It is also common for children of all ages to act out their internal experiences of the loss in their play. This is their way to process, understand, and gain mastery over the experience. Observing and witnessing such play in a supportive manner can help your child grieve effectively. Also, children can ask many questions about a death or loss.

Ways to help your grieving child

Generally, a child approaches an experience with curiosity, an open mind, and a desire to understand what is happening to him and the people around him. Though in many cases we are inclined to shield a child from what we perceive or experience as very intense emotions or situations, a child actually benefits most from having developmentally-appropriate information provided to him and opportunities to participate in customs and rituals designed to help people grieve. Withholding information or participation in activities can create confusion and stress when he perceives people around him as upset, but is told that everything is ok.

The following strategies can guide your approach to a grieving child:

  • In age-based, simple language, provide accurate information about what is occurring;
  • Answer any questions she may have in the same way; if you need to think about an answer, it is ok to tell a child that you’ll think about it and get back to them.
  • Provide your child choices regarding participating in (or creating) grief-related rituals or customs; have back-up providers who can watch your child if he/she does not want to go or only wants to be there part of the time;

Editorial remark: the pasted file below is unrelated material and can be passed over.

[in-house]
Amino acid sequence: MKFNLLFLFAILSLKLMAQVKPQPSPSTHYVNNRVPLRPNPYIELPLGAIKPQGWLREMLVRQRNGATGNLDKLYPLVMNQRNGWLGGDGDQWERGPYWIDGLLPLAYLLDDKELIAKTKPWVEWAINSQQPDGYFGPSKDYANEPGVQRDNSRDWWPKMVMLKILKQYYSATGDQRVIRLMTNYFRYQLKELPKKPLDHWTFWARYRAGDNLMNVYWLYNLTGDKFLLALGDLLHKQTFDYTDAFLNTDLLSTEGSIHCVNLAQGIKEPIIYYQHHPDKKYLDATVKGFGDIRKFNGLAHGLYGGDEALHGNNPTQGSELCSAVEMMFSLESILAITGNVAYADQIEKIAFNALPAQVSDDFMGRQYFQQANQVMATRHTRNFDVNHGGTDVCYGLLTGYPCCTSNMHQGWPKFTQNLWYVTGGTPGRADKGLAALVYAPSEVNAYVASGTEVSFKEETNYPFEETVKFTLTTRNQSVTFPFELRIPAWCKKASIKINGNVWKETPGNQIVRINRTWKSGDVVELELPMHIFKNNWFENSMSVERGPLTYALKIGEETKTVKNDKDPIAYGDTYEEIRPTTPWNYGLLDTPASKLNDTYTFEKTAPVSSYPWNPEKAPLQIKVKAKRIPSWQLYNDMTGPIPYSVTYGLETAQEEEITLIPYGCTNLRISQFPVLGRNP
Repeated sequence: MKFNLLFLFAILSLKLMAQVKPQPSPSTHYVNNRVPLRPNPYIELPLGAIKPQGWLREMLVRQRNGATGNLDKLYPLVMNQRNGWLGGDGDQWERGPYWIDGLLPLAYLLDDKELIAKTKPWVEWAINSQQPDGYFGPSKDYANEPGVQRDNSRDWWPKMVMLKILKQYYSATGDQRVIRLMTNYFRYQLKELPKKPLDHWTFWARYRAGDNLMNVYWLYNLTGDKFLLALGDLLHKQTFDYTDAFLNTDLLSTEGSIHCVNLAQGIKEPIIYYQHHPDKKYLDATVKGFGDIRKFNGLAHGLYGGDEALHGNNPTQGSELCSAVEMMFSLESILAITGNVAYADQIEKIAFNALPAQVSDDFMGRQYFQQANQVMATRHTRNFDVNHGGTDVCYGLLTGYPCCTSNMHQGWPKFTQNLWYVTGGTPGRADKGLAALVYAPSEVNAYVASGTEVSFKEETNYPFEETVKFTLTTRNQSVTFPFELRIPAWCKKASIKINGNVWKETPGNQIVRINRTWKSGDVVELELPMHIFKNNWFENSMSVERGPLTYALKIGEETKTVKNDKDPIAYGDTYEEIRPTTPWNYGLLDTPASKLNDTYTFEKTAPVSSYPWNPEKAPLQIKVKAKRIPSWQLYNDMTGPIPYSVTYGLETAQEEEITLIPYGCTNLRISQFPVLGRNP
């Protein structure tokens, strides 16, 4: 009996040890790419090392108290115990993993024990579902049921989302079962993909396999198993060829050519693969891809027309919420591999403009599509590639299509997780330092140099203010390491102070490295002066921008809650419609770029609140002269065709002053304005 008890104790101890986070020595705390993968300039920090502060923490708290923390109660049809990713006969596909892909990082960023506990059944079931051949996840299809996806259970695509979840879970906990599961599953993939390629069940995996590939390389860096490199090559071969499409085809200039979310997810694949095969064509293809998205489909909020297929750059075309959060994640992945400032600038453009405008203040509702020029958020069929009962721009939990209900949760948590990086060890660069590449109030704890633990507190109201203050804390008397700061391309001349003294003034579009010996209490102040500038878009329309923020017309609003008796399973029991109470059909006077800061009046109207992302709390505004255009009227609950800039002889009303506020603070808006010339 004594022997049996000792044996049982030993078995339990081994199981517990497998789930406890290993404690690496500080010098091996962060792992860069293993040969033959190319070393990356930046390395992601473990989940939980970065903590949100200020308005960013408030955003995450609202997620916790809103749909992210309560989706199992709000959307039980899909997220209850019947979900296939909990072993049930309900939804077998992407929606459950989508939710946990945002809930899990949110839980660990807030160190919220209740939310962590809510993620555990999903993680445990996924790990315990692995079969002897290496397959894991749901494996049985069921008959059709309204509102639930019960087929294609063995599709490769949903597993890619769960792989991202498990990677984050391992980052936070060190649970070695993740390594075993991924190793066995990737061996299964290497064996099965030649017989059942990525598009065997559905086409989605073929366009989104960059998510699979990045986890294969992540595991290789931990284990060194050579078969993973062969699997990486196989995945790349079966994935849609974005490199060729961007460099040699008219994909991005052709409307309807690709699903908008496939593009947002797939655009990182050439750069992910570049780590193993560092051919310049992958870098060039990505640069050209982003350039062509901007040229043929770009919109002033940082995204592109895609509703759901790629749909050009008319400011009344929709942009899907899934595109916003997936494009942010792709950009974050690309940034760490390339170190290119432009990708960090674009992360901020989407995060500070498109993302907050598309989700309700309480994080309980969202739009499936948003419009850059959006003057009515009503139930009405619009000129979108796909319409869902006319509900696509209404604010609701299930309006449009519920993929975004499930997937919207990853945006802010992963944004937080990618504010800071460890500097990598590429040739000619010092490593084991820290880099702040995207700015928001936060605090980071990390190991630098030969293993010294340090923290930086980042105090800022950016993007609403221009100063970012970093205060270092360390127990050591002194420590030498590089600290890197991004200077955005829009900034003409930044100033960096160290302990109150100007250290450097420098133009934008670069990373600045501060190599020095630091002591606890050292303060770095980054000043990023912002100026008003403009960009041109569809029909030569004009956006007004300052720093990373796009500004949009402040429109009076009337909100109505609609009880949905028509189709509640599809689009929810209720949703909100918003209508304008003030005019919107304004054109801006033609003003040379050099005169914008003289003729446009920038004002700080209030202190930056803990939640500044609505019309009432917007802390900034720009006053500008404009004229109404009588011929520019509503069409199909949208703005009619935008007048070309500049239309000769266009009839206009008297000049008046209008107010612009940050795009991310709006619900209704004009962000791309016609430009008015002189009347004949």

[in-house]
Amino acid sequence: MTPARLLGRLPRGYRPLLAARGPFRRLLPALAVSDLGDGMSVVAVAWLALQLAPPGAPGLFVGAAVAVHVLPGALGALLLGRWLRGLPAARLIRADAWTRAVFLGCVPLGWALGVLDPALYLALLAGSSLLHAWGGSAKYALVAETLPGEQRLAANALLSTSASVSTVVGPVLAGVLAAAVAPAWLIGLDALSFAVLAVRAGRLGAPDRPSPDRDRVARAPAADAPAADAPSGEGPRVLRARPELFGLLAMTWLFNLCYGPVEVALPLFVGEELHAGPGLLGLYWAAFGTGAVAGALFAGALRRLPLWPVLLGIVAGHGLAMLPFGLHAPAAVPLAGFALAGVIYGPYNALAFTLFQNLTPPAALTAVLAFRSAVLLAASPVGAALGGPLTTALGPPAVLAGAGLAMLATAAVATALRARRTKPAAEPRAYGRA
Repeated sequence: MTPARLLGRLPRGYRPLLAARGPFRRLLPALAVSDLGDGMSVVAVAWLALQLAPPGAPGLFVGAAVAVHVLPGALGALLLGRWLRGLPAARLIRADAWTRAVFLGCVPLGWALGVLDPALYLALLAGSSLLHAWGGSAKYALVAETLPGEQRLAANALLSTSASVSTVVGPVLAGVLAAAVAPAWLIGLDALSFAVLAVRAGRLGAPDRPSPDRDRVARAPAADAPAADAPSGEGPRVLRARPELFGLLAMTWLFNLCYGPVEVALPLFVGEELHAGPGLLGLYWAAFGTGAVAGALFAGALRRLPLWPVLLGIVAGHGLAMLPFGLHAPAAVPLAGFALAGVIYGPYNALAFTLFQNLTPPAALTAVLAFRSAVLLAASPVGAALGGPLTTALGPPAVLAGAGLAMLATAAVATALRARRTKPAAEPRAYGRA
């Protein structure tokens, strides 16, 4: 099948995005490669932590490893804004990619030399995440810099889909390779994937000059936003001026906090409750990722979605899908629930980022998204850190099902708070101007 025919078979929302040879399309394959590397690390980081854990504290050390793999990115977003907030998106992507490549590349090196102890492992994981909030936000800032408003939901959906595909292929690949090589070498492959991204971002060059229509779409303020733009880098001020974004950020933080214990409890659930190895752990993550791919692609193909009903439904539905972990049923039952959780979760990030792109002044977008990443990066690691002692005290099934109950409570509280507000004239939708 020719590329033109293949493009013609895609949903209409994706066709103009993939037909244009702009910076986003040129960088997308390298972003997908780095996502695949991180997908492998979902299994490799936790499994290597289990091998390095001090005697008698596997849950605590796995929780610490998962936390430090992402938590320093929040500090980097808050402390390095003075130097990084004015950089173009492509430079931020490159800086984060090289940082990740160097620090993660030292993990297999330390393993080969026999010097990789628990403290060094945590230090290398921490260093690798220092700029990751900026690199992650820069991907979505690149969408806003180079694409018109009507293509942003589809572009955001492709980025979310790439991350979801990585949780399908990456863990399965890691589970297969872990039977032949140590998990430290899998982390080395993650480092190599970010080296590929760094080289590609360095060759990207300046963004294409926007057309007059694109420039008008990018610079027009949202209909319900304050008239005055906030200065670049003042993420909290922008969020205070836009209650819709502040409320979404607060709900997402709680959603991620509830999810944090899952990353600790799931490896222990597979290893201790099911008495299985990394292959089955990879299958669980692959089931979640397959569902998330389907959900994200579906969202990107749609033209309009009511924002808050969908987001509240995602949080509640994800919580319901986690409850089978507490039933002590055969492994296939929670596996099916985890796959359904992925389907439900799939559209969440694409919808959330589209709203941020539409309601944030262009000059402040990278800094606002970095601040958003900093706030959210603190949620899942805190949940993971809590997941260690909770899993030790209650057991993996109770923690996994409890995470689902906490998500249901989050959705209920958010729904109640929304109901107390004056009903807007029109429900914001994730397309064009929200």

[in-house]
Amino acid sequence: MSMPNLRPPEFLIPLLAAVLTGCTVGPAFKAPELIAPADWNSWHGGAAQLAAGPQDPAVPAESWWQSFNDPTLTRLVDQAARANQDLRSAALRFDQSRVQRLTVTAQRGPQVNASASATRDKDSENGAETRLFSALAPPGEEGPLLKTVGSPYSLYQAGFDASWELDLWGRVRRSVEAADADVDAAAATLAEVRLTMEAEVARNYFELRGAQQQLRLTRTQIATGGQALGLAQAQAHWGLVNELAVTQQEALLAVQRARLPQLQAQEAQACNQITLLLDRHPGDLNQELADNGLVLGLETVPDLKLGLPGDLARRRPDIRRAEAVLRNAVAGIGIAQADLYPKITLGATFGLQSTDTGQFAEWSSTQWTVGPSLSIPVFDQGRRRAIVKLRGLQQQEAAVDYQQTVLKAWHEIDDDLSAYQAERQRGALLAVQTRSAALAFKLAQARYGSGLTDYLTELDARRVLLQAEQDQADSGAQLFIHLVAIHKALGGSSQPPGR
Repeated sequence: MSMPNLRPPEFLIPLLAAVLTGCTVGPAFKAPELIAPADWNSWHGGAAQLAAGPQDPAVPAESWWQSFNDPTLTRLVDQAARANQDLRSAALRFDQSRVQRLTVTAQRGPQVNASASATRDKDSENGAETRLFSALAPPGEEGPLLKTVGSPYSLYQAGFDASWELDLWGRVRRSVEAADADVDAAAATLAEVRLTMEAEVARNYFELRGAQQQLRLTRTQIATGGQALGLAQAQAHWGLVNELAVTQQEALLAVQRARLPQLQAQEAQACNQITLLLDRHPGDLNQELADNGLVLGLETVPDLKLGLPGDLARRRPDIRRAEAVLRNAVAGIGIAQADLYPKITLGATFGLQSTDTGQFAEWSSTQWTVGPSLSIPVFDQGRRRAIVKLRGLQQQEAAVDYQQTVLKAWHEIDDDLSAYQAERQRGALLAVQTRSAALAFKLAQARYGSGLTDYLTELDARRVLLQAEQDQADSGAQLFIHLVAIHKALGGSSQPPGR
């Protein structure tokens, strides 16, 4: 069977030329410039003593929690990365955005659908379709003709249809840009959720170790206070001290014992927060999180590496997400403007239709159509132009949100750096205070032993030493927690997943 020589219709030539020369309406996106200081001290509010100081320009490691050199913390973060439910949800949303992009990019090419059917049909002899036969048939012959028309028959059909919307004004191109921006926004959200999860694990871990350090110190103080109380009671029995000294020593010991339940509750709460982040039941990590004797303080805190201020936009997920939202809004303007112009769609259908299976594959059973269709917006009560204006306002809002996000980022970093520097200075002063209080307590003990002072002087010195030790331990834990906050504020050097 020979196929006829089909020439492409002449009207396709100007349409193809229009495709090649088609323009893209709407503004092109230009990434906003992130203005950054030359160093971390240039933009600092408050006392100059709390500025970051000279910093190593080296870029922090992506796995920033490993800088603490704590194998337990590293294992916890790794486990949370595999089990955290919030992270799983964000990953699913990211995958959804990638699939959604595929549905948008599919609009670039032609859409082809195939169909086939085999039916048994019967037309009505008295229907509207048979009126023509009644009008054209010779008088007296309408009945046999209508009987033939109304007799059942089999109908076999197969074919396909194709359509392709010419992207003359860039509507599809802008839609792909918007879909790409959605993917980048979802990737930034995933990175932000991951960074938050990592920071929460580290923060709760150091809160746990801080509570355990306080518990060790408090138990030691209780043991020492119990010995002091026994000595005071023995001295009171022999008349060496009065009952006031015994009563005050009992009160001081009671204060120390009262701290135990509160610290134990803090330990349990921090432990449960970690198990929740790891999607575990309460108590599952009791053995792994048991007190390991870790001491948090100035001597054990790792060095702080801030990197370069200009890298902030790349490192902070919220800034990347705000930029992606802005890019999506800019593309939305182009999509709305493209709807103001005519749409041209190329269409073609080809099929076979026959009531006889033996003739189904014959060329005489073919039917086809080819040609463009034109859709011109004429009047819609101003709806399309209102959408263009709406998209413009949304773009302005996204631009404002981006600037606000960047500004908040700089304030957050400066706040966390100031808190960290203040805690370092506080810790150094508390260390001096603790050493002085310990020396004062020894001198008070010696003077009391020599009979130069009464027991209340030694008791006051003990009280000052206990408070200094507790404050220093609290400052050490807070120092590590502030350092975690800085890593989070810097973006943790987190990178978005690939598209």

• Reassure the child that whatever feelings he has are ok;
  • Let the child know that the (possibly intense) feelings of their parents, caregivers or other adults around them are how people feel when there is a loss (emotional role models);
  • Reassure the child that everyone will be ok (i.e., that he/she will be safe);
  • Returning to regular routines – childcare, school – can minimize the disruption a loss can bring by experiencing the regularity of known daily activities;
  • Make sure your child gets plenty of rest;
  • Provide extra one-on-one time with parent(s);
  • After the loss, give your child periodic opportunities to talk about their thoughts and feelings about the loss;
  • Read with and have available children’s books that have themes of grief and loss (see below);
  • Create opportunities for your child to do hands-on activities to process the loss (drawing pictures; making memory books; designing rituals and materials that are part of rituals);
  • Support, rather than discourage, grief-related play themes; and
  • Provide opportunities into the future for children to remember, grieve, celebrate, process the person, pet or thing lost;
  • Very importantly, take good care of your self and your grieving needs so you’ll be better able to support your child.

What to do when a loss is expected